John Riordan:  You know, when I look, I actually it’s very hard to kind of say a day because I’d have to spend it out over a week with, you know, fairly large number direct reports. And then I have a fairly wide peer group as well and to try to mix in the right number of one to ones with all of those people. And then to actually have them as meaningful as possible with you know, we’re, we’re both kinds of documenting and taking action items and following up not overly rigorously or anything, I mean, it’s not like frog-marching people into a room and going through the action items. It’s, you know, a lot of it is connection and, you know, spending a good five or ten minutes, you know, bonding with somebody over some various topics that you’re working on, but a lot of it is down to one to one meetings. The other aspect of it is, is the group meetings, and when you work in remote, they become very, very important, and what I, what I love is when I’m in a meeting that’s a hundred percent remote, where everybody is remote and everybody is it’s very democratic. It’s a very democratizing process when everybody is working in a, either in their home office, or it’s just everybody’s on screen, what the challenges is when you’re the only person who’s remote and everybody else is in either a conference room or in a variety of different conference rooms. That remains a challenge. And I don’t think that’s, that’s going to always remain a challenge. So we just need to get better at it. And I think most companies are getting a lot better at educating office-based folks on how to how to incorporate remote workers in these large scale kind of group conference calls. I think it’s, it’s evolved so much better in the last three or four years. I still, I still have tremendous pity for those friends of mine who work for companies, where the general the mode of communication is audio conference calls, and they’re on to our conference calls with sixty to a hundred people from all over the world and not a lot of my friends are involved in multinationals here in Ireland. And it is it is. It brings me back to days that I just shake my head over it’s like, oh, God, I couldn’t go back to that.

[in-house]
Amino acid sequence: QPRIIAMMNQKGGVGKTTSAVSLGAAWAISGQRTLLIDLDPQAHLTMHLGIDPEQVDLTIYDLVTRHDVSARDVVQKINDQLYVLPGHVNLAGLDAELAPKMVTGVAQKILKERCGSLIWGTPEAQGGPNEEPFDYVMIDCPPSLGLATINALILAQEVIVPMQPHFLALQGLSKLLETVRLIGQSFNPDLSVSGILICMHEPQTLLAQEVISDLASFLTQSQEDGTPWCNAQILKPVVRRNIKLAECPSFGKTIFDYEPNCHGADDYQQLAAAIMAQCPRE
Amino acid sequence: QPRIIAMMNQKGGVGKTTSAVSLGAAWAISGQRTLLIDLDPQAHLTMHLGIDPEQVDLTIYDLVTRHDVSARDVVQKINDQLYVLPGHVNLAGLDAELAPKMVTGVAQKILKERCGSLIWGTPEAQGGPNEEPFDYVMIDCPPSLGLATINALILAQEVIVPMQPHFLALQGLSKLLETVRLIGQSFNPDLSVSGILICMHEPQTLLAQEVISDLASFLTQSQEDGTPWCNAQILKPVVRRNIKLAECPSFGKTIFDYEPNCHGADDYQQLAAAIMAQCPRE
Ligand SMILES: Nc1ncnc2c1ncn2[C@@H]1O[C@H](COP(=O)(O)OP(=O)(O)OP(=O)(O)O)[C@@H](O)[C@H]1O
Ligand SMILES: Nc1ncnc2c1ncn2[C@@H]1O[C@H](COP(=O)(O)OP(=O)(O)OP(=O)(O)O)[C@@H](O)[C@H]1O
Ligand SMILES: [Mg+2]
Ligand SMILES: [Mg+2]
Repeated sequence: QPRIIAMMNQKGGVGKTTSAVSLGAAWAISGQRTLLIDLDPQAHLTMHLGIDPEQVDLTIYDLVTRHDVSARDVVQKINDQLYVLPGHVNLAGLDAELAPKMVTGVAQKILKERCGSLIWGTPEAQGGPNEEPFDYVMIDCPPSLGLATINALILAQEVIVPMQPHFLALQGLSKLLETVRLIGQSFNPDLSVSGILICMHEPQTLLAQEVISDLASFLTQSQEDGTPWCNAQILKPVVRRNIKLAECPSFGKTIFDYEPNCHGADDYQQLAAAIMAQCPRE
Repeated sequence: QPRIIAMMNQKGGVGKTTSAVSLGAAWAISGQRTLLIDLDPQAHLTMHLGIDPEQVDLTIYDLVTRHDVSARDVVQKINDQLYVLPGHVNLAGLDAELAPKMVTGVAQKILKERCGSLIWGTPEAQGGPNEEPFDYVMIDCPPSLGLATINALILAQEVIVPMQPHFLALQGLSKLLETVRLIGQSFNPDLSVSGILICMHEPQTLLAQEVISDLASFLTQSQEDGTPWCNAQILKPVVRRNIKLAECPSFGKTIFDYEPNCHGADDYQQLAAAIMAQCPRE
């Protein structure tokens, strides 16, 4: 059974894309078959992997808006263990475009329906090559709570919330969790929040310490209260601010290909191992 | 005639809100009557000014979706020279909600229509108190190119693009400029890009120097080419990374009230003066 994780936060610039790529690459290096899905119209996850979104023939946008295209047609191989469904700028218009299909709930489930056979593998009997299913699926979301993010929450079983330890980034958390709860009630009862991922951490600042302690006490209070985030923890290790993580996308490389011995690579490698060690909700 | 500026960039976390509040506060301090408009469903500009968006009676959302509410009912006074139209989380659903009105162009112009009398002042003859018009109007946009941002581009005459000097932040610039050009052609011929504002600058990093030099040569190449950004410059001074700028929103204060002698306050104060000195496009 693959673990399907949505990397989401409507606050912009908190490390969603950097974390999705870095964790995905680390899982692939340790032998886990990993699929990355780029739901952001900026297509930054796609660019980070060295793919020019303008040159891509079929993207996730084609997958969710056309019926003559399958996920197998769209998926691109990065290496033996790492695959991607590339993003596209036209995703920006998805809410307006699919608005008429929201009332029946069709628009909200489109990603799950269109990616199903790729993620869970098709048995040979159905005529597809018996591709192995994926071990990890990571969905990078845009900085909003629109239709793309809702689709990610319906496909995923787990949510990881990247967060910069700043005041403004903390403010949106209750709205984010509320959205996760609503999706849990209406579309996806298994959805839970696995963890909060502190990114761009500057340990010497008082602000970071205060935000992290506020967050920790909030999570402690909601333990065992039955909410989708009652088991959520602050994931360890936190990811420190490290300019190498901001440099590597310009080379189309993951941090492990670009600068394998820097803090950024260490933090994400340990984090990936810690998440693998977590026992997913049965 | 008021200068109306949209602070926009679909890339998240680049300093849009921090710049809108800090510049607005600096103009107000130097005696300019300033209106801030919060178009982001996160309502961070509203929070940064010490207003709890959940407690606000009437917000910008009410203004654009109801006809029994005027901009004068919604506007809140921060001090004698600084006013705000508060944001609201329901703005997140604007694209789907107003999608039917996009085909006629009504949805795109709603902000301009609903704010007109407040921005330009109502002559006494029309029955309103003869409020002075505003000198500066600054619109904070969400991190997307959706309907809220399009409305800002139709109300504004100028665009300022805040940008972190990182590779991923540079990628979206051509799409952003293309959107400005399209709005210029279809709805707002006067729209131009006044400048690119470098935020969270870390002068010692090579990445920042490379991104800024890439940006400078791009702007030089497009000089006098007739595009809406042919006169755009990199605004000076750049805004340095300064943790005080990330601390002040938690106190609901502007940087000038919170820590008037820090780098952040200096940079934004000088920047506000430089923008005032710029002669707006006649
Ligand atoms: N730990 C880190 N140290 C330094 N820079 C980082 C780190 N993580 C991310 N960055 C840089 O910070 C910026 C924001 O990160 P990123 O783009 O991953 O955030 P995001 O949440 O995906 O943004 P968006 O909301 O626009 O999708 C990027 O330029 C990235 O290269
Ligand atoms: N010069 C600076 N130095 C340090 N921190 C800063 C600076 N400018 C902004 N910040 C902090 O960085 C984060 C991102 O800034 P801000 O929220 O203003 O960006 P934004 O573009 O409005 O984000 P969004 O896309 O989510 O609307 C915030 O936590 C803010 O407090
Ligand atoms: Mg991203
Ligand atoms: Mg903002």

Lisette:   Yeah, it doesn’t seem like a, you know, it’s like if you have to, it’s better than nothing. But just barely it’s barely that old spider phone in the middle I used as presentations to show the like odds. So 1980s we could do so much better these days.